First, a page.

Hinduja conducted a study on sexting at middle and high schools and found that 13 percent of children aged 11 to 18 had received a naked or semi-naked photo of someone from their school. Nearly 8 percent admitting sending a photo.
Hope Witsell, 13, suffered from vicious bullying after a suggestive photo she texted to a boy got out at her middle school, according to the St. Petersburg Times. She hanged herself in 2009.
In a high school outside of Milwaukee, at least 31 male students reported they were seduced into sending naked photos of themselves after receiving a Facebook request from a pretty young girl.
But it wasn’t actually a girl. On the other end was an 18-year-old named Anthony R. Stancl, who threatened to expose the photos if they didn’t have sex with him. He was sentenced last year to 15 years in prison.
Sexting has also has led to child pornography convictions in Florida.
The most famous happened four years ago when Phillip Alpert of Orlando, who had just turned 18, forwarded naked pictures of his 17-year-girlfriend to her family and friends after an argument. He is now a registered sex offender.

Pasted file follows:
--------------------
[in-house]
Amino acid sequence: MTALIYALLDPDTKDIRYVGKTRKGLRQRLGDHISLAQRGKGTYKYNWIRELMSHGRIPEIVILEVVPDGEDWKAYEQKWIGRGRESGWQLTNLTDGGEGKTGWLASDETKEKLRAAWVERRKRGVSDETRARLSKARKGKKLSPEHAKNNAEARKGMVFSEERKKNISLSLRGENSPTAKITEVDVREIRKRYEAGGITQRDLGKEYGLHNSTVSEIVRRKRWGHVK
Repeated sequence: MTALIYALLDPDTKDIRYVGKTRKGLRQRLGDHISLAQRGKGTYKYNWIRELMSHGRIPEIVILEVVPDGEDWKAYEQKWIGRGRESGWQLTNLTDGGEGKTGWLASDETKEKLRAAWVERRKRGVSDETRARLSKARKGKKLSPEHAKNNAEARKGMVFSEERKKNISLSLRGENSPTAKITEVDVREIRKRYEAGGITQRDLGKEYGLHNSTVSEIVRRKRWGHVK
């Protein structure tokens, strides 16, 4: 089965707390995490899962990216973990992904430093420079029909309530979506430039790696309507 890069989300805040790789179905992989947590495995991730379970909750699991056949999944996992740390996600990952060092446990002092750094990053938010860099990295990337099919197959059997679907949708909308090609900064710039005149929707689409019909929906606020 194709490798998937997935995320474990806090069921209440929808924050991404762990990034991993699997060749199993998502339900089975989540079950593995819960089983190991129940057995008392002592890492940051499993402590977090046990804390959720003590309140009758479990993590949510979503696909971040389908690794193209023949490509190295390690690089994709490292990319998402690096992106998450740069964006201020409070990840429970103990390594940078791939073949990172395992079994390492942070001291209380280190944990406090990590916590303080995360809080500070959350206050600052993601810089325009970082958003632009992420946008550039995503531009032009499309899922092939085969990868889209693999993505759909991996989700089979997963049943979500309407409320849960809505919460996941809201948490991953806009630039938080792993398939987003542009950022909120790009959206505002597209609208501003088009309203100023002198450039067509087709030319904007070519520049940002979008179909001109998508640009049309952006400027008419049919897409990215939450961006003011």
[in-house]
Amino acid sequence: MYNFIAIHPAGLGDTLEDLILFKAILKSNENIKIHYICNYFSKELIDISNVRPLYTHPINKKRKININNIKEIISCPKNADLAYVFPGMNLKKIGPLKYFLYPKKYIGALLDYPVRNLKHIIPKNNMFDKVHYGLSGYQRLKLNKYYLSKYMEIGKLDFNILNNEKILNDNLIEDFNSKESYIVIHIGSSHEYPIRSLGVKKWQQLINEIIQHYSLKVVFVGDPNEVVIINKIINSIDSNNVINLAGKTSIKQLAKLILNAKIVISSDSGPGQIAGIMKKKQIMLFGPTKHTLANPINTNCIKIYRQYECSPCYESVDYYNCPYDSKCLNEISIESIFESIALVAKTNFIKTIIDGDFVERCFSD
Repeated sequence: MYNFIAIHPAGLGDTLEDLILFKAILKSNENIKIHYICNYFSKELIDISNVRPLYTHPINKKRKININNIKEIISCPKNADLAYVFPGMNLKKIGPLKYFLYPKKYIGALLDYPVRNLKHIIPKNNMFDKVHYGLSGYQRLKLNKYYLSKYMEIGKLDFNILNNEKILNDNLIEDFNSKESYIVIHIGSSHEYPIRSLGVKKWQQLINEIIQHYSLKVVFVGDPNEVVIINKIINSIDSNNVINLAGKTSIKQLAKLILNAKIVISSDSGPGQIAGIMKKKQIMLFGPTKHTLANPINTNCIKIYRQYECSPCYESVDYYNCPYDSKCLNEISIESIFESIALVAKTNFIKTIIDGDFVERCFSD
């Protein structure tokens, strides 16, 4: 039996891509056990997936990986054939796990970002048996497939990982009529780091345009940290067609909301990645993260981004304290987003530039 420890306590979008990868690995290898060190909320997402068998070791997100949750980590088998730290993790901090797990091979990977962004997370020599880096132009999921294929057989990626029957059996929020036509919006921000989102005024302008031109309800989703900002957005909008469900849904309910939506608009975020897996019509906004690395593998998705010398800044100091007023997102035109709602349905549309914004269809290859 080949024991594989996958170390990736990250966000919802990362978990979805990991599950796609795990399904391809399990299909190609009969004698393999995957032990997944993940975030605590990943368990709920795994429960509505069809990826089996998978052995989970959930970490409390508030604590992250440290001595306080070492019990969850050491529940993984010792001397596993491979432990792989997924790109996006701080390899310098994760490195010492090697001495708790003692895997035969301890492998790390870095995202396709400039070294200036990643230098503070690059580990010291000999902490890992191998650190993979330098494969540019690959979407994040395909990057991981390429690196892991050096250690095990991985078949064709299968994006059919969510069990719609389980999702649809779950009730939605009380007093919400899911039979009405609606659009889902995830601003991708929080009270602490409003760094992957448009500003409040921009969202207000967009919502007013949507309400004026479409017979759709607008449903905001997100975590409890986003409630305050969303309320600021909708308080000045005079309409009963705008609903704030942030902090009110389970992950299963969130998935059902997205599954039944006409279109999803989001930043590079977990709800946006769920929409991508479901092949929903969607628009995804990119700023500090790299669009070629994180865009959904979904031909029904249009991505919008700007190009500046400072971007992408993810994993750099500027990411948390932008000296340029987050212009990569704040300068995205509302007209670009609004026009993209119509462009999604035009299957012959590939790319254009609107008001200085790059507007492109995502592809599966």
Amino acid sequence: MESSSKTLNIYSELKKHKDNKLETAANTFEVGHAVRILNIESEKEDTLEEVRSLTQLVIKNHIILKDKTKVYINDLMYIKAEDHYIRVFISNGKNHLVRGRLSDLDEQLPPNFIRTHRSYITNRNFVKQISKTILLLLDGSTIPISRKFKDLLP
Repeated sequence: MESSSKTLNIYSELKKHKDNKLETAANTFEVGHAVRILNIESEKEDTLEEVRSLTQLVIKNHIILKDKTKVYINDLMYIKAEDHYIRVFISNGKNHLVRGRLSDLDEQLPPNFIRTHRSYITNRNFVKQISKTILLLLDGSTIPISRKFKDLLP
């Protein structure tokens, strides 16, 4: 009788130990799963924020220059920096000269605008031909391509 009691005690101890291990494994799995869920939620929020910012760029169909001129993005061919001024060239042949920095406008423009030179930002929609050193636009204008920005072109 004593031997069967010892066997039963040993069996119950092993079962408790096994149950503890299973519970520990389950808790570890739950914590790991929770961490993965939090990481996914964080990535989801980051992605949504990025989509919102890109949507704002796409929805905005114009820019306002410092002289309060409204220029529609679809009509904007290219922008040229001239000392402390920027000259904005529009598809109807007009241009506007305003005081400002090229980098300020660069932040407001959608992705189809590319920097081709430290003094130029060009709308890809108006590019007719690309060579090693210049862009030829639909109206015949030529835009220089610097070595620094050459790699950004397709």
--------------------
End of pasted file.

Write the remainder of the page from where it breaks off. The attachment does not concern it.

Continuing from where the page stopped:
“He was unable to live with father, because his house was too close to a school,” said his lawyer, David Lawrence. “He got kicked out school and couldn’t get a job.”
Minors also have been prosecuted as sex offenders for sexting, although Florida passed a law this year that decriminalized sexting charges among minors for first-time offenses.
The stakes also are getting higher as more employers and colleges start to check out applicants through their social media pages and Google searches.
Nearly a quarter of admissions officials check out an applicants’ Facebook page, up from 10 percent in 2008, according to a new survey from Kaplan Test Prep. And a 2010 survey from Microsoft showed that nearly 70 percent of all companies used the web to research job candidates.
Hinduja said people should focus on creating websites and social media profiles that present a positive online presence.